Skip to Content
Home > Health Information > Health Library > Pleural effusion
Pleural effusion is the buildup of fluid between the outer lining of the lungs (visceral pleura) and the inner lining (parietal pleura) of the chest cavity. This fluid buildup has many causes, including infection, inflammation, heart failure, pancreatitis, or cancer.
Minor pleural effusion may not cause any symptoms. A large amount of fluid may prevent the complete expansion of a lung, making it hard for the person to breathe. Possible symptoms of pleural effusion may include:
A doctor may diagnose pleural effusion during a physical exam and then confirm the diagnosis with a chest X-ray.
Minor pleural effusion often heals on its own. If treatment is needed, it may involve removal of the fluid using a needle inserted through the chest wall (thoracentesis). The fluid may be sent to a lab to find out what is causing the fluid to build up.
Current as of: February 24, 2020
Author: Healthwise Staff
Medical Review:E. Gregory Thompson MD - Internal Medicine & Adam Husney MD - Family Medicine
To learn more about Healthwise, visit Healthwise.org.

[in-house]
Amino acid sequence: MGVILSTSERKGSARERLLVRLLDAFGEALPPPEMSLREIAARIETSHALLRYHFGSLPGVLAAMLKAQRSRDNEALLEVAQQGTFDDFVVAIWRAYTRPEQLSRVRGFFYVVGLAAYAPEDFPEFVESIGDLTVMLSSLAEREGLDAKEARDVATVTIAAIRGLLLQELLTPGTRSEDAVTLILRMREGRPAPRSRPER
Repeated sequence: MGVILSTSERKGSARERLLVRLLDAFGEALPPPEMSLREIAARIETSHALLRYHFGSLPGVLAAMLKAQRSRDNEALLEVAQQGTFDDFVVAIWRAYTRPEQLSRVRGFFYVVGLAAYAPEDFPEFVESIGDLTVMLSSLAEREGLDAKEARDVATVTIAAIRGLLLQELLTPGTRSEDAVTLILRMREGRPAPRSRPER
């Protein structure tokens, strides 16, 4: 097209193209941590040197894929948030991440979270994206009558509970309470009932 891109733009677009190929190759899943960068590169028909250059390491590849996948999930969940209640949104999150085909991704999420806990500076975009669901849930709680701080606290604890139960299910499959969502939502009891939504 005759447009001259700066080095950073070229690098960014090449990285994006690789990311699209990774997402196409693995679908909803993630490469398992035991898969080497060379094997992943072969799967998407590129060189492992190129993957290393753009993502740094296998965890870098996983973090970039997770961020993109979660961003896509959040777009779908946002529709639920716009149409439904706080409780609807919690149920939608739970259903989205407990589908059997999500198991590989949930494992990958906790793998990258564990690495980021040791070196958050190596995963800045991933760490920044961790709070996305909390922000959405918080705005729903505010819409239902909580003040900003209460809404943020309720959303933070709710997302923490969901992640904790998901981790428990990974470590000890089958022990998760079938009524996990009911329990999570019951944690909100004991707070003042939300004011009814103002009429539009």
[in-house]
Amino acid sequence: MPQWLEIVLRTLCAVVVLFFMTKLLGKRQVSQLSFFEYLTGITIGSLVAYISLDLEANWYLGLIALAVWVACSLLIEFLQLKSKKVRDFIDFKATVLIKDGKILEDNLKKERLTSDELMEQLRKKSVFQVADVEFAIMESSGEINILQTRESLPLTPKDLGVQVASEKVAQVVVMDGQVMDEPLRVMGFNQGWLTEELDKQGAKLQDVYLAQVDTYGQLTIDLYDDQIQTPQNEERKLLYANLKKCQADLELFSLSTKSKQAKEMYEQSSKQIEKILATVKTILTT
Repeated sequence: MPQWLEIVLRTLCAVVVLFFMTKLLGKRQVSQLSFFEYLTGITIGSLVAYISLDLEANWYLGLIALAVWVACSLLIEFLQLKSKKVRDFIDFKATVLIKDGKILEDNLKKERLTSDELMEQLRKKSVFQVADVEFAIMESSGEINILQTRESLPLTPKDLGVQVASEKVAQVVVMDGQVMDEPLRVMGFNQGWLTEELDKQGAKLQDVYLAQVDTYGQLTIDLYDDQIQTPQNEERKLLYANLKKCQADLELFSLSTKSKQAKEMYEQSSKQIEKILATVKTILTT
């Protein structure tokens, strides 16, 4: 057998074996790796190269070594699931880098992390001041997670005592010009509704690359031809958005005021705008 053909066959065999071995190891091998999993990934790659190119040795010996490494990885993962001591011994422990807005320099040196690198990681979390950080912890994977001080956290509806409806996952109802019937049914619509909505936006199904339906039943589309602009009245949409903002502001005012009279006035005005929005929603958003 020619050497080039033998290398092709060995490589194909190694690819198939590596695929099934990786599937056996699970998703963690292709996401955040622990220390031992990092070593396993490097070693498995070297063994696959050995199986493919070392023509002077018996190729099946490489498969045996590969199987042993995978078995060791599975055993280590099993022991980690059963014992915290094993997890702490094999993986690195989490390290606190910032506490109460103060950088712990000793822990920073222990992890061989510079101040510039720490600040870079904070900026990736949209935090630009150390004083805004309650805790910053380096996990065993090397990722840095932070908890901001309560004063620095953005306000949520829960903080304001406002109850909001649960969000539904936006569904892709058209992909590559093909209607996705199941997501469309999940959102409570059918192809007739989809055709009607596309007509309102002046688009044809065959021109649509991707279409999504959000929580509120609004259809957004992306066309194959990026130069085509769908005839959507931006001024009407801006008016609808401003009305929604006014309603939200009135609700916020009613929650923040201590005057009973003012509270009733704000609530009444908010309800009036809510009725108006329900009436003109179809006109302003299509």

© 1995-2020 Healthwise, Incorporated. Healthwise, Healthwise for every health decision, and the Healthwise logo are trademarks of Healthwise, Incorporated.
Our interactive Decision Points guide you through making key health decisions by combining medical information with your personal information.
You'll find Decision Points to help you answer questions about:
Get started learning more about your health!
Our Interactive Tools can help you make smart decisions for a healthier life. You'll find personal calculators and tools for health and fitness, lifestyle checkups, and pregnancy.
Feeling under the weather?
Use our interactive symptom checker to evaluate your symptoms and determine appropriate action or treatment.
See important information from Billings Clinic on Non-discrimination and Interpreter Services.
Billings Clinic is proud to be an equal opportunity/affirmative action (EOE/AA) e-verify employer.